Leaving a tenancy
Is leaving the best option for you
If you're thinking of leaving a tenancy because you're unhappy with the condition of the accommodation, repairs aren't being done or there are problems with your landlord, there might be other actions you can take.
For example, if you're being treated unfairly because of a protected characteristic you have, such as a disability, you may have a claim for discrimination.
Check how much notice you should give the landlord
The type of tenancy you have dictates how you can legally end your tenancy including how much notice you have to give and what format it has to be. Tenancies are usually either public or private with types of tenancies within these broad categories. Check types of public sector tenancies or types of private tenancies to find out what type of tenancy you have.
Leaving assured and short assured tenancies
If you want to end the lease before it’s due to expire, you need the agreement of the landlord unless there's a term in the agreement that allows you to leave early. Otherwise you may end up liable for the rent for the remainder of the lease.
The legal rules about the type of tenancy or the written tenancy agreement may say how to give notice. If they don't, you should give notice in a letter that you've signed and send it by recorded delivery. Giving notice by email or text message is not advisable and, in many cases, is not a valid way of ending a tenancy. There's information about ending a tenancy on the Shelter Scotland website.
If you want to end a tenancy agreement, or if you've given notice to the landlord and then changed your mind and want to stay on, you should consult an experienced adviser, for example at a Citizens Advice Bureau, as there are different rules on this for different kinds of tenancy - where to get advice.
Leaving private residential tenancies
If you have a private residential tenancy, you must give your landlord at least 28 days’ notice but check your tenancy agreement to see if you have to give longer.
Your tenancy agreement should also say how to give the notice, for example by email or letter.
If you change your mind, you have the right to withdraw your notice at any time during the notice period by writing to the landlord. You should do this as soon as possible by email or on paper (in the same way as you send the notice) and keep a copy for your records.
Your tenancy comes to an automatic end when you leave after giving your landlord the correct notice.
Leaving a public sector tenancy
A public sector landlord has to provide their tenants with a tenancy agreement that explains clearly what the timescales are for leaving the tenancy. Most public sector tenants are Scottish secure tenants but some may have shorter tenancies called short Scottish secure tenancies.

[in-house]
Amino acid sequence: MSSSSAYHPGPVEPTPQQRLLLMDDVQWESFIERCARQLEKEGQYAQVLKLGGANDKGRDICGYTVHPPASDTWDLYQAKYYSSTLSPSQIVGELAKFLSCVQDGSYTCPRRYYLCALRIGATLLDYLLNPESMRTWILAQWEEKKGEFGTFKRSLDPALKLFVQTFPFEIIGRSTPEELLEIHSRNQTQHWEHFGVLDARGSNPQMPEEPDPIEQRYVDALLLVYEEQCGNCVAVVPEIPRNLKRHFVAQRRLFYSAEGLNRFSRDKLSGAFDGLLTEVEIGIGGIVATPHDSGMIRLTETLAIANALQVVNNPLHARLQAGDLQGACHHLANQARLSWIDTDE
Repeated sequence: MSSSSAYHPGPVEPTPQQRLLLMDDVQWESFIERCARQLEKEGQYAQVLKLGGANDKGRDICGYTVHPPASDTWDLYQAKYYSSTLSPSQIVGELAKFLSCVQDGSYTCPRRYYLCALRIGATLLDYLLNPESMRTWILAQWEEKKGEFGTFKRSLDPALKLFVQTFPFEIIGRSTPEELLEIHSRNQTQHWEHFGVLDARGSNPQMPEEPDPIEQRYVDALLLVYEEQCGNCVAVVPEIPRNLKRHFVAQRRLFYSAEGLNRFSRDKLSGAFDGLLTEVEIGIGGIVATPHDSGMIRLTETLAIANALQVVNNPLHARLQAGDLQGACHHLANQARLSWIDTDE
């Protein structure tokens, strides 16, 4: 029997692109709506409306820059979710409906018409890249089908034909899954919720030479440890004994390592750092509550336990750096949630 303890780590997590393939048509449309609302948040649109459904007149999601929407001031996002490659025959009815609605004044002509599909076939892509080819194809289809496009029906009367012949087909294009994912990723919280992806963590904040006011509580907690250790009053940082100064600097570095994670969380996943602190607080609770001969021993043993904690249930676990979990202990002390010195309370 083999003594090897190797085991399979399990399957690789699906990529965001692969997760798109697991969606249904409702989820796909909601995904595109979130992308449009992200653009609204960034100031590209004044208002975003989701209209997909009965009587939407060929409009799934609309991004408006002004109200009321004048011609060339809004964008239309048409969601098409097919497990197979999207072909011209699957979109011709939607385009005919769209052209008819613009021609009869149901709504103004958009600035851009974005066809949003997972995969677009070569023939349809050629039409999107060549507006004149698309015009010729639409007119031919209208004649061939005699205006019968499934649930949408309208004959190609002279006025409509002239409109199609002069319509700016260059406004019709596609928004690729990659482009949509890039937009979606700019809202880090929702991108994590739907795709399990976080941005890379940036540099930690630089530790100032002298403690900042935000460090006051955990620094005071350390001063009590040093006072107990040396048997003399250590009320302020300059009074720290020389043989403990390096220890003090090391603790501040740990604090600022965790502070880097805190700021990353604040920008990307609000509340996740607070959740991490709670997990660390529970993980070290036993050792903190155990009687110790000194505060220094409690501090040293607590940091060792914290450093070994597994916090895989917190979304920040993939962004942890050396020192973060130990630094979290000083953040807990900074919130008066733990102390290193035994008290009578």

If you want to leave the tenancy you normally have to provide four weeks notice in writing.
What happens if you leave without giving proper notice
If you leave without giving proper notice, the landlord may be entitled to charge rent up to the date when notice should have expired. If you’re still in the fixed term of a short assured tenancy, you could be charged until its end if you give no notice at all.
If there’s a dispute about rent arrears after ending a tenancy, you should consult an experienced adviser, for example at a Citizens Advice Bureau. Find out where to get advice.
Your landlord can end your tenancy if they think you've left your home without telling them - this is called abandoning a tenancy. Read more about abandoning a tenancy on the Shelter website.
Joint tenants are jointly and solely liable for the rent and often the council tax. This is known as joint and several liability.
If one joint tenant wants to leave and stops paying their share of the rent, the landlord can ask the other tenant or tenants to pay the full amount of the rent.
A joint tenant may end the joint tenancy by giving notice to the landlord. If you want to stay in the property you'll need to negotiate with the landlord to ask if you can have a new tenancy in your name only.
There is detailed information about joint tenancies on the Shelter website.
You left belongings in the house after you left
If you leave things behind when you give up a tenancy, the landlord might charge for the cost of clearing them out of the house.
If you owe the landlord money at the end of the tenancy, the landlord is not entitled to hold on to any possessions. Property you left behind still belongs to you and normally should be returned to you when you ask for it. However there are special rules that apply to property found in a house which a public sector landlord has repossessed because they think it has been abandoned.
If you left belongings in the house by mistake, you should tell the landlord as soon as possible. If the landlord won't return your belongings you should consult an experienced adviser, for example at a Citizens Advice Bureau - where to get advice.
Landlord owes you money at the end of the tenancy
If the landlord owes you money at the end of the tenancy, for example, for repairs you paid for or oil for a central heating tank that you filled, you should negotiate for the return of the money.
If the landlord doesn't pay you may have to take legal action for the return of the money.
In certain cases, if your tenancy is still coming to an end you might consider recovering an owed amount (like overpaid rent) from upcoming rent payments. You should be sure to have proof you’re owed this money and show it to the landlord. There are risks associated with this so you should consult an experienced adviser, for example at a Citizens Advice Bureau - where to get advice.